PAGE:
Tokyo, Japan (BBN) – Asian markets opened mostly lower on Monday, as investors await further details from President Donald Trump on his economic policies, including tax reforms.
Japan’s Nikkei 225 index was down 0.57 per cent as the yen strengthened against the dollar to trade at 112.94, climbing from levels below 114.4 in the previous week, reports CNBC.
A stronger yen generally weighs on export-oriented stocks in Japan as it affects their overseas profit margins when funds are converted to the local currency.
Earlier, Japan said exports rose 1.3 per cent in January from a year earlier, Reuters reported, showing a slowdown from the previous month due to a decline in US exports and the Chinese New Year holidays for a less than a 4.7 per cent increase expected by economists.
The trade balance came to a deficit of 1.09 trillion yen ($9.66 billion), versus the median estimate for a 636.8 billion yen deficit.
Among exporters, Sony fell 0.73 per cent, Honda was off 0.36 per cent and Canon shed 0.70 per cent.
Softbank shares added 2.82 per cent after Reuters reported the company was willing to give up control of Sprint to T-Mobile US to secure a merger between the two telecoms.
Across the Korean Strait, South Korea’s Kospi index was down 0.09 per cent.
Australia’s shares fell 0.33 per cent, with the industrials subindex falling 1.70 per cent, while the heavily weighted financials subindex was flat.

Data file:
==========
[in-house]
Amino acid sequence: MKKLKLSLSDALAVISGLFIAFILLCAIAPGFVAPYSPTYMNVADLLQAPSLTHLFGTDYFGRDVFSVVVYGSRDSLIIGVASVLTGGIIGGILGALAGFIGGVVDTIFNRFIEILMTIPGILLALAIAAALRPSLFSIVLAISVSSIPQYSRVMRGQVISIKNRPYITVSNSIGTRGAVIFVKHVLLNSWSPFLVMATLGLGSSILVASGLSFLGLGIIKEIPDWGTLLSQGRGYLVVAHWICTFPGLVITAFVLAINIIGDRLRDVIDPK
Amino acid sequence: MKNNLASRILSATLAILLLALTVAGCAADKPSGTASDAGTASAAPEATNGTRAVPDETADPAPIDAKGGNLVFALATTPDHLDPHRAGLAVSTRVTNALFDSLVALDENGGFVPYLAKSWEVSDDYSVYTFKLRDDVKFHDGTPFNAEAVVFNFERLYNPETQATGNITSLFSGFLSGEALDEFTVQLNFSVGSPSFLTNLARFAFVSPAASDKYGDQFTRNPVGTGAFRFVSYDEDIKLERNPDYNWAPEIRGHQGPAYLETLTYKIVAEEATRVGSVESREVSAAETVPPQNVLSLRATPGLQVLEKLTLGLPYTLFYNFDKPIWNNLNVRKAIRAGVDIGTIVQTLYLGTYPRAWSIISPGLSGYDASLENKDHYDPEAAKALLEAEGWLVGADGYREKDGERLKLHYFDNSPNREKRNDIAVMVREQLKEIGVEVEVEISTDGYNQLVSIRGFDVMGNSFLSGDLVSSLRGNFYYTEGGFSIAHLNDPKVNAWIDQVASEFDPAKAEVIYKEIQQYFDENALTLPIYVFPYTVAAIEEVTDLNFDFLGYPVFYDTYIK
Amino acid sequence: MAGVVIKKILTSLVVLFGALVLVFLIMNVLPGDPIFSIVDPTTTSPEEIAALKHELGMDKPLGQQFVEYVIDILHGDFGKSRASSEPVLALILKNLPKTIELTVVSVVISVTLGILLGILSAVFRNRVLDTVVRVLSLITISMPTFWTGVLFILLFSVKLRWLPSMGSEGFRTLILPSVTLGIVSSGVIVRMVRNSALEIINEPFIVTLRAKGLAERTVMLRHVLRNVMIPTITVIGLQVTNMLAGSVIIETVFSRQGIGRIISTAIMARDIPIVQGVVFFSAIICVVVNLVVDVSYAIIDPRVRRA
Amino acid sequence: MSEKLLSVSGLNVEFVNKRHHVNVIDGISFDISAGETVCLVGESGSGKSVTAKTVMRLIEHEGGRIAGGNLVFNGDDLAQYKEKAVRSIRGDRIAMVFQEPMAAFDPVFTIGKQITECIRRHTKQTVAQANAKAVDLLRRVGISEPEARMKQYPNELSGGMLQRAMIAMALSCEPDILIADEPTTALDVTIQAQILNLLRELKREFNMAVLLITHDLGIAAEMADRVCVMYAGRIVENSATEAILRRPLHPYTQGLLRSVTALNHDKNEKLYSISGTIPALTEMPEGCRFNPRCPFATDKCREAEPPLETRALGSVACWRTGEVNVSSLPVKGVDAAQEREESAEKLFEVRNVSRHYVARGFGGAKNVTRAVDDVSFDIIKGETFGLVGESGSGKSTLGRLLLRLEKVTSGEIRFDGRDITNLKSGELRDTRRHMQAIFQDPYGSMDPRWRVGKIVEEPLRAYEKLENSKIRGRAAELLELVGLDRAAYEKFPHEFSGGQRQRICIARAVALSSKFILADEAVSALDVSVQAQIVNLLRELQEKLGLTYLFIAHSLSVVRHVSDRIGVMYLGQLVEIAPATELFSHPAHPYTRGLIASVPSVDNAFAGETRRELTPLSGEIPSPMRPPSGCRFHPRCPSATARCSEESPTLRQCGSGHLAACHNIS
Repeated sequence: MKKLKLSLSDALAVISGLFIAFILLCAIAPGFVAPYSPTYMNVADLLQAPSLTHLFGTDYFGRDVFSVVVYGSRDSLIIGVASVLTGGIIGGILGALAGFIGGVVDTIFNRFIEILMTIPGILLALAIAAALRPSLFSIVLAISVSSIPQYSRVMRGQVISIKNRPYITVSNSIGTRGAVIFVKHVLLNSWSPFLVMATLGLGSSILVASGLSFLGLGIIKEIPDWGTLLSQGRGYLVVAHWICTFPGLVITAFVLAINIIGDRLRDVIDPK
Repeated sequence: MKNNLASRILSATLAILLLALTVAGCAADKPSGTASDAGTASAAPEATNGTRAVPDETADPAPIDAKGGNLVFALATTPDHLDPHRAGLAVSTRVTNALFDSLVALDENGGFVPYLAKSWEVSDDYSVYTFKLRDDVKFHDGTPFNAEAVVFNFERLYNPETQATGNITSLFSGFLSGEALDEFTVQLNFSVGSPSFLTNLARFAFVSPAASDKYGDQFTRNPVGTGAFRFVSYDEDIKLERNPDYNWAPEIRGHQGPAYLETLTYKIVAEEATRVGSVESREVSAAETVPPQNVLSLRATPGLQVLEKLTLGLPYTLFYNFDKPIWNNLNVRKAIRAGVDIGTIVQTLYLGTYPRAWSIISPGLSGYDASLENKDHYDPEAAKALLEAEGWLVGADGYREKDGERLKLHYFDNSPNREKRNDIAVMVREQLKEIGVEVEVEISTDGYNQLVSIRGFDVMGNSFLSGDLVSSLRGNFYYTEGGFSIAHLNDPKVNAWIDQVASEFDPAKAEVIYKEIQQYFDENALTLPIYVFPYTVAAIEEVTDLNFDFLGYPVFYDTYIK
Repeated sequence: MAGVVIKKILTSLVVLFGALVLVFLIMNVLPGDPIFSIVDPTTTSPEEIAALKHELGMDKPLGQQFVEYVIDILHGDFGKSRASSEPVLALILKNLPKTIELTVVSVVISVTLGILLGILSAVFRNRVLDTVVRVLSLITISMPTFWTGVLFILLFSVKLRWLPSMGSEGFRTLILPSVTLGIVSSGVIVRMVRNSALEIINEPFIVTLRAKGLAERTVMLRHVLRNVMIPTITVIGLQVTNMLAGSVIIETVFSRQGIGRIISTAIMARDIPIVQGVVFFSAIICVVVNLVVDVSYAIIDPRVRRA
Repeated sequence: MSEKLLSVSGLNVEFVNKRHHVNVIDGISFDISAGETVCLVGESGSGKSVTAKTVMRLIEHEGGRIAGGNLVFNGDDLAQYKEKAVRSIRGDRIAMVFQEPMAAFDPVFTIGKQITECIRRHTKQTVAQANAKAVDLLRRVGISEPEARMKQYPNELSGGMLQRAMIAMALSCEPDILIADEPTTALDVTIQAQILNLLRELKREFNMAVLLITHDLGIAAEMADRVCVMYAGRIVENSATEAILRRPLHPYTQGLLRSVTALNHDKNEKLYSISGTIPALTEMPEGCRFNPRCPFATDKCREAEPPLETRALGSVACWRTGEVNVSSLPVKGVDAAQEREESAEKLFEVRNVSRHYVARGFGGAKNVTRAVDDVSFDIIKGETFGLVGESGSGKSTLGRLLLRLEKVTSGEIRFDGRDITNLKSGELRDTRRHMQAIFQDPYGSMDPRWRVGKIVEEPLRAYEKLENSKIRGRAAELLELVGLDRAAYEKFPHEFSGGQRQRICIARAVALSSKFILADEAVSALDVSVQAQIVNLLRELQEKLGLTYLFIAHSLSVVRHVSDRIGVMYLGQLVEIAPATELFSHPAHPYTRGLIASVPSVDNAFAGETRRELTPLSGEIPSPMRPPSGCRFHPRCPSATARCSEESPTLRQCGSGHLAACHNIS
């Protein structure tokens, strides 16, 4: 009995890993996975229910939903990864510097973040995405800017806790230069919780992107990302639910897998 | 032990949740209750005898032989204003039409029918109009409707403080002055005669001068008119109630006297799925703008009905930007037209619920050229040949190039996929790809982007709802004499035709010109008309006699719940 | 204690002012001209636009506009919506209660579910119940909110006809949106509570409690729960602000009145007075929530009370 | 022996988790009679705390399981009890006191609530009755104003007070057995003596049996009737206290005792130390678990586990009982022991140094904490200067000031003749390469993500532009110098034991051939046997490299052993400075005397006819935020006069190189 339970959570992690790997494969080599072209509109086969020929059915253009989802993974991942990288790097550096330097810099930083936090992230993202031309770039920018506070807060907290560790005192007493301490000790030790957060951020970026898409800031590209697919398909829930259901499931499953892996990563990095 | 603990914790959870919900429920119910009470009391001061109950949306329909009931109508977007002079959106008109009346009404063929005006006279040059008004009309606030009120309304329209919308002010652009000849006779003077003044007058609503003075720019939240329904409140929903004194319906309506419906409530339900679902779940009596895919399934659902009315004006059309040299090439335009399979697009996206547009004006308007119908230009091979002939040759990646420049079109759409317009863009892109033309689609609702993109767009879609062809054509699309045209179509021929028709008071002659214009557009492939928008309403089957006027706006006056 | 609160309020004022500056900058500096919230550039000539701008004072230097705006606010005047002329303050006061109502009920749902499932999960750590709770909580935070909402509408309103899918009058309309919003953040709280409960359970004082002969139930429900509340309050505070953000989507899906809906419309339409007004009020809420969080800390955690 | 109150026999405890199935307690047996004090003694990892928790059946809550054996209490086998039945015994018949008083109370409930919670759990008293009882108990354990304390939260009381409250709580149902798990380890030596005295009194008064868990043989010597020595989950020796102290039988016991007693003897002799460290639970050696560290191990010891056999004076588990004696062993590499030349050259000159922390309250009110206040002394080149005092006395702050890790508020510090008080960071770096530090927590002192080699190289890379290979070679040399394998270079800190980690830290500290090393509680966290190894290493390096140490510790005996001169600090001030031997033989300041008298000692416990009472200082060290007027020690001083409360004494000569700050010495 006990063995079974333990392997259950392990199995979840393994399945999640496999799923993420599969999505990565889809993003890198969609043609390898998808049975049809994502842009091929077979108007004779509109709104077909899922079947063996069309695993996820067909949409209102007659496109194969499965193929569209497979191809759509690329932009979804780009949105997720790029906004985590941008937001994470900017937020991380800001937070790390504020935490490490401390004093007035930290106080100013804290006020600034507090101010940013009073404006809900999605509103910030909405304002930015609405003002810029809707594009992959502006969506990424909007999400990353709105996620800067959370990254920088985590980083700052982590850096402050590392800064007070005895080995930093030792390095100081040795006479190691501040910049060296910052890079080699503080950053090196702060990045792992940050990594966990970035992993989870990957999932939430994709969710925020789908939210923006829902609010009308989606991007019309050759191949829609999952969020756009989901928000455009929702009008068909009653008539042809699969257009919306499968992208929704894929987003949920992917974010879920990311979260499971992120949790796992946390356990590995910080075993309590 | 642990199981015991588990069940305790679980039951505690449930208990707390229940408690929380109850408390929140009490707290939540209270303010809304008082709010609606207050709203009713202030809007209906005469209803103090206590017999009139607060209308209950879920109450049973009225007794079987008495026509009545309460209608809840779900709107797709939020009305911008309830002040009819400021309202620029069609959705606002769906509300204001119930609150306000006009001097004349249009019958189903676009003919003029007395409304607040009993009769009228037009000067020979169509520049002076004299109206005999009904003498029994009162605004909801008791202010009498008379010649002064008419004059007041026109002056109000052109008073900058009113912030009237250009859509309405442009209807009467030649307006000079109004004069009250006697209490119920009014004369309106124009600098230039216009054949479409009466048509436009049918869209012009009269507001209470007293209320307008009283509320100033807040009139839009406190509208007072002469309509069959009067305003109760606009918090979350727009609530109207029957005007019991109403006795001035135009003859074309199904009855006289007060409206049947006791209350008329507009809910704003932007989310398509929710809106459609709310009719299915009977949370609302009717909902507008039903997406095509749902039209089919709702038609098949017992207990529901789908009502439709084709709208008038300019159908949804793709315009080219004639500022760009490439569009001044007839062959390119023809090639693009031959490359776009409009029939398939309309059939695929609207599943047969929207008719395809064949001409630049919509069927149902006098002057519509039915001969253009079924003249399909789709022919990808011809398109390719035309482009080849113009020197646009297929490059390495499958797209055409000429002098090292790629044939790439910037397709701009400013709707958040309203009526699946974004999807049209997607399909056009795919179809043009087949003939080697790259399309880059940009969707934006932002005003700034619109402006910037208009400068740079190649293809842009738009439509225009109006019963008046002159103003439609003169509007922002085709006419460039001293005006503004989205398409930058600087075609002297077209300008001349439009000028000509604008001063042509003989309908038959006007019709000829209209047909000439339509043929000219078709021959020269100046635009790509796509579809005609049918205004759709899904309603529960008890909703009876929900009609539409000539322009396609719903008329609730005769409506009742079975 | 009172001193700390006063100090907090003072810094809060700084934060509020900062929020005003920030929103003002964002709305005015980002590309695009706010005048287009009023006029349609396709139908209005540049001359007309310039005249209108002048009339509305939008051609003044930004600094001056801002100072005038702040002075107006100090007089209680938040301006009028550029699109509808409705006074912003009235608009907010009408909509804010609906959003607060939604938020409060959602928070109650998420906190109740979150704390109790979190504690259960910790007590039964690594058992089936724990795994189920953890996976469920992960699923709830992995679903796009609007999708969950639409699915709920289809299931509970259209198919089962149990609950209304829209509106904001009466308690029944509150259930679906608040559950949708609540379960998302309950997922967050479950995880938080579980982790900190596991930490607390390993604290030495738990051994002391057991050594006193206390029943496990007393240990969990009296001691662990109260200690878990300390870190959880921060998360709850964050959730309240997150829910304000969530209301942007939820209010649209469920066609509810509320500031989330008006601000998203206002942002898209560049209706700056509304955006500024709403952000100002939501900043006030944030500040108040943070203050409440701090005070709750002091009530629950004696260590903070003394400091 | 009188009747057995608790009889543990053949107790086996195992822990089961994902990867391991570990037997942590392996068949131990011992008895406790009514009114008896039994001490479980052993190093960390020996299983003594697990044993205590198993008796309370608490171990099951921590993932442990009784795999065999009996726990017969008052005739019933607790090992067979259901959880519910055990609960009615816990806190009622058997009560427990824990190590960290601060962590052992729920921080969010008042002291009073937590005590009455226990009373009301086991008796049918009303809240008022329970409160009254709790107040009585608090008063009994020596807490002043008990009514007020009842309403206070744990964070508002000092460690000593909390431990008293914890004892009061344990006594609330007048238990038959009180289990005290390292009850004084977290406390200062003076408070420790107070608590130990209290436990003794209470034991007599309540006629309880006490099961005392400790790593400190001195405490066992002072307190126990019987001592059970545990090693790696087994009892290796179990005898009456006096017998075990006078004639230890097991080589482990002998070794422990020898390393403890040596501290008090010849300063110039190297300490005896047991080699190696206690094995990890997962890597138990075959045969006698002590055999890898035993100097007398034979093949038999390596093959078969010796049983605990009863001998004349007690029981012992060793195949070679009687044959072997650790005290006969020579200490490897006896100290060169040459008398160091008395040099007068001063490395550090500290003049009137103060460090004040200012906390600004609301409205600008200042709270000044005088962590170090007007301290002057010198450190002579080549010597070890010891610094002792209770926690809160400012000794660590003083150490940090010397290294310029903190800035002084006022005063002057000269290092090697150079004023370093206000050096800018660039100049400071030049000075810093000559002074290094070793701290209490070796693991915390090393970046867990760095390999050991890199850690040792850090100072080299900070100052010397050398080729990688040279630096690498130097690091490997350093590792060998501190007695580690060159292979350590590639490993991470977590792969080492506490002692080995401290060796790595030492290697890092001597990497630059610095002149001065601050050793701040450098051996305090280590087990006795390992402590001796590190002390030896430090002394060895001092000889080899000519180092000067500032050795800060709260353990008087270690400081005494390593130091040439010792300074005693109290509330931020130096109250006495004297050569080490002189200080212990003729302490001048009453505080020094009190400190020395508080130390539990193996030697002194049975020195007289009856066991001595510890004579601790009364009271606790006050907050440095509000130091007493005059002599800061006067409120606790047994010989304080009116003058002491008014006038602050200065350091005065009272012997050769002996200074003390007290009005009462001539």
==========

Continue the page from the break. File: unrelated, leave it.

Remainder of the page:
WorleyParsons shares dropped 11.26 per cent after the company reported a fiscal first-half net loss of 2.4 million Australian dollars, compared with a profit of A$23.1 million in the year-earlier period.
“President Trump promised a ‘phenomenal’ tax announcement in 2-3 weeks, so as the clock ticks down to some form of announcement, market inertia is set to reign,” said Ray Attrill, global co-head of foreign exchange strategy at the National Australia Bank, in a note.
Attrill explained that was the impression markets conveyed on Friday, but also acknowledged the absence of market-moving data. “US equities recouped early session losses to end Friday slightly in the black and the US dollar tracked equities higher despite a fall in US yields.”
US markets are closed on Monday for a public holiday.
Mizuho Bank’s Vishnu Varathan said markets were grappling with what he called the “Donald Disconnect” — which he defined as “bets on economic rebound without accompanying reflations.”
The optimism in markets, Varathan said, was driven by expectations of tax reforms, deregulation and infrastructure capex, which fueled equity markets but did not invoke higher US yields and an accompanying surge in the dollar.
On Monday morning at 8:12am HK/SIN, the dollar index, which measures the greenback against a basket of currencies, traded at 100.84, up from levels around 100.62 from Friday afternoon Asia time.
Meanwhile, the Australian dollar traded at $0.7661, while the euro was at $1.0619.